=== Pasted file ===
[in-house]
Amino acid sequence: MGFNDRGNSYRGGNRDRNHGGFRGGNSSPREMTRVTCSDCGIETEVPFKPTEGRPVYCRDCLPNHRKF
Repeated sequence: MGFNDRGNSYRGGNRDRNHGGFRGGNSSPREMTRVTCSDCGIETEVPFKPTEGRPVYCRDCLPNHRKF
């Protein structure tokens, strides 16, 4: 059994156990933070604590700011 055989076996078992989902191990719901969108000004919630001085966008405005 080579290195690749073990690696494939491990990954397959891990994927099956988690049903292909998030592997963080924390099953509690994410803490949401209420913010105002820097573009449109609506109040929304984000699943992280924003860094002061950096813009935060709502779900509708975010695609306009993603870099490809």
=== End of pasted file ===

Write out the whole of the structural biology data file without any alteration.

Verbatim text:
[in-house]
Amino acid sequence: MGFNDRGNSYRGGNRDRNHGGFRGGNSSPREMTRVTCSDCGIETEVPFKPTEGRPVYCRDCLPNHRKF
Repeated sequence: MGFNDRGNSYRGGNRDRNHGGFRGGNSSPREMTRVTCSDCGIETEVPFKPTEGRPVYCRDCLPNHRKF
């Protein structure tokens, strides 16, 4: 059994156990933070604590700011 055989076996078992989902191990719901969108000004919630001085966008405005 080579290195690749073990690696494939491990990954397959891990994927099956988690049903292909998030592997963080924390099953509690994410803490949401209420913010105002820097573009449109609506109040929304984000699943992280924003860094002061950096813009935060709502779900509708975010695609306009993603870099490809």